Metal Additive Manufacturing Is Additive Manufacturing suitable for cold work tools?
Sweden — Metal additive manufacturing is fast becoming a well-established technology for tool making for plastic injection moulding. But what about the cold work tooling sector, is there also a market for additive manufacturing for these applications?
With the increasing demands for light weight products, more and more advanced high strength steel sheets are being used. This places a higher demands on the tool steel used to punch, form and trim the sheet metal parts and also on the quality of the parts, so there are no burrs or stress concentrations that can risk the use and life of the produced part. Could there be any use for additive manufacturing for this kind of tooling applications?
Using GE Additive Arcam’s electron beam melting (EBM) process offers new possibilities for the additive manufacture of cold work tool steels.
The most important property of a cold work tool steel is the good wear resistance. Wear resistance is usually achieved by a significant amount of carbides within a hardened microstructure. The formation of carbides is driven by specific alloying elements and controlled by the carbon content. Therefore, cold work tool steel grades are highly alloyed steel grades and have a high carbon content.
This high alloying content is making the cold work tool steels difficult to process within additive manufacturing. The main issue is caused by the high crack-susceptibility of these alloys during rapid solidification, as in welding, and that is why cold work tool steels are non-weldable materials which makes it hard for powder-bed AM technologies which are based on “welding principles” using a high energy beam for melting. In addition, segregation effects during solidification and subsequent heat treatments can lead to inhomogeneous distribution of carbides, which can lead to poorer wear properties and should be prevented.
This makes it hard to use such grades especially for laser-based AM and to be able to work which such grades normally pre-heating to quite high temperatures is needed, which can be a problem for AM with the most common laser powder bed additive machines. However, using GE Additive Arcam’s electron beam melting (EBM) process offers new possibilities for the additive manufacture of cold work tool steels.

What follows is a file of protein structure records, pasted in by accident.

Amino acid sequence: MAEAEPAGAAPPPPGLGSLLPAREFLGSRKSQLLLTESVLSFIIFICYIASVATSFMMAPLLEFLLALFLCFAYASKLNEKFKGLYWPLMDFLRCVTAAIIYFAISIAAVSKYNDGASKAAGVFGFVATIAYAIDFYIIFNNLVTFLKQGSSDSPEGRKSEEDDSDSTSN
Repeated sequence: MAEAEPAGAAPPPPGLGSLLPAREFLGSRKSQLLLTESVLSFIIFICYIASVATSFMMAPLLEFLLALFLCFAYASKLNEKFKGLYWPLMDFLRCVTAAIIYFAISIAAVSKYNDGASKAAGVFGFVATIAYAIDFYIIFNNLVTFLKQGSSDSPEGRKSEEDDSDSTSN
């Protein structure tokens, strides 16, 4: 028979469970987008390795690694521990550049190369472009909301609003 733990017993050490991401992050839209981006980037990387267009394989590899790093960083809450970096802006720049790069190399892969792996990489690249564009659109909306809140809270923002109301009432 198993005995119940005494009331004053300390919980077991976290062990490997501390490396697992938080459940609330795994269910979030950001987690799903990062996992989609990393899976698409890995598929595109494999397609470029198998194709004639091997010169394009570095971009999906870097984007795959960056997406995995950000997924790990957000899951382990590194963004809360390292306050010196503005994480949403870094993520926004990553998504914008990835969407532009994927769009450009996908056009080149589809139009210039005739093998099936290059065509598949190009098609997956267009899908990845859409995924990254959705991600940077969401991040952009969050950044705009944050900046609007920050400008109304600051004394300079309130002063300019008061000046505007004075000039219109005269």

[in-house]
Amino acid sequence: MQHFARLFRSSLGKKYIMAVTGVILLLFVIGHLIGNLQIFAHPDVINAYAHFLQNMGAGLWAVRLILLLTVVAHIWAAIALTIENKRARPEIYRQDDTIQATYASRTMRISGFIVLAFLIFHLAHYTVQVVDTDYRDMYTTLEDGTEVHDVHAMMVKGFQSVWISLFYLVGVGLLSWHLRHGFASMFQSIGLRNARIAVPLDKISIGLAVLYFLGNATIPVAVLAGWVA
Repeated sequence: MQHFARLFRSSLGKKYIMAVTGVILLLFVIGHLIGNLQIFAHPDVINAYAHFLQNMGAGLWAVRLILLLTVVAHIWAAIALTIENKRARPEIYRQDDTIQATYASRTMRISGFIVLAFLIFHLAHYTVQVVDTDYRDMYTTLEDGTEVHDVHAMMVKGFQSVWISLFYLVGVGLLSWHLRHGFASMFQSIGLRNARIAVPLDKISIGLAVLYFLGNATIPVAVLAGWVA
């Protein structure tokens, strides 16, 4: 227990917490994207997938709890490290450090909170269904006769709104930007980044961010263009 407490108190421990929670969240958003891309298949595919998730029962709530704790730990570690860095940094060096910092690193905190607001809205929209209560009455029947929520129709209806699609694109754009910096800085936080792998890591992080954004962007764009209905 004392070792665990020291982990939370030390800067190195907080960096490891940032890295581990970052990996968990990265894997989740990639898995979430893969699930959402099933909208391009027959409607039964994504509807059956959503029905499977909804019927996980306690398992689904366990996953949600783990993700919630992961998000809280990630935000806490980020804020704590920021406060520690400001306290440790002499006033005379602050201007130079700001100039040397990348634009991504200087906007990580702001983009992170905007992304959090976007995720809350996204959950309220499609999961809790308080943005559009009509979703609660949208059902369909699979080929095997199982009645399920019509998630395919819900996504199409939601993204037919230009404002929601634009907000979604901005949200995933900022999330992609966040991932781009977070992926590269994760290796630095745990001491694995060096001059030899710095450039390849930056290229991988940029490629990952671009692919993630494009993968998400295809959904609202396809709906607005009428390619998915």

EBM is a hot AM process were the electron beam can be used for both, for heating if it is defocused and for melting if it focused. This allows the possibility to control and keep the temperature during processing on a certain level to prevent crack formation.
In addition, EBM is a vacuum process and offers protection of the material and the powder against contamination. The precise process control secures the tight chemistry of the desired alloy is kept within its specification. High solidification rates during melting lead to a fine and homogenous microstructure which is necessary for both, carbide formation and distribution.
To unlock the potential of EBM for cold work tool steels, Uddeholm and GE Additive have developed the Uddeholm Vanadis 4 Extra powder material for EBM. Uddeholm Vanadis 4 Extra Superclean is chromium-molybdenum-vanadium alloyed steel, originally developed as a PM-grade, has been modified and adapted to the EBM process. The excellent material properties of the PM version were kept and led to excellent wear resistance and good toughness, superior to traditional cold work tool steel such as D2.
By using the right conditions during EBM processing and subsequent heat treatments it is possible to achieve an hardened microstructure with fine dispersed vanadium carbides which gives excellent wear properties combined with a good toughness. The hardness of the Uddeholm Vanadis 4 Extra reaches 64 HRC with a compressive strength of 2700 MPa, and a toughness of 20J. The EBM processed material has also been tested in both punching and embossing operations where both the wear properties of the tool and the quality of the produced parts are very similar to the Vanadis 4 Extra PM-grade.
From a technical aspect are additive manufactured cold work tools performing at least as well as conventionally produced tools? What are the benefits? As cooling is not required for cold work tool will they not benefit from the possibilities of making more complex designs and cooling channels. So the benefits come from elsewhere.
Some of the tools have a design that require extensive machining, where up to 75 percent of the material will be removed. For these parts using AM can save both time, cost and energy.
As material batches from steel mills normally is quite large and many cold work tools are quite small can the availability of the right material grade, in the right size, at the right time be tricky and for that can additive manufacturing be a good complement to the traditional tool making when the availability of raw material is a problem.
Instead of spending time chasing the right raw material, tying up capital and damaging cash flow, these tools can be printed with same properties as for the traditional tools. So, there are definitely cold work applications where AM would be an interesting option and can be a competitive solution, both from a technology and a financial point of view.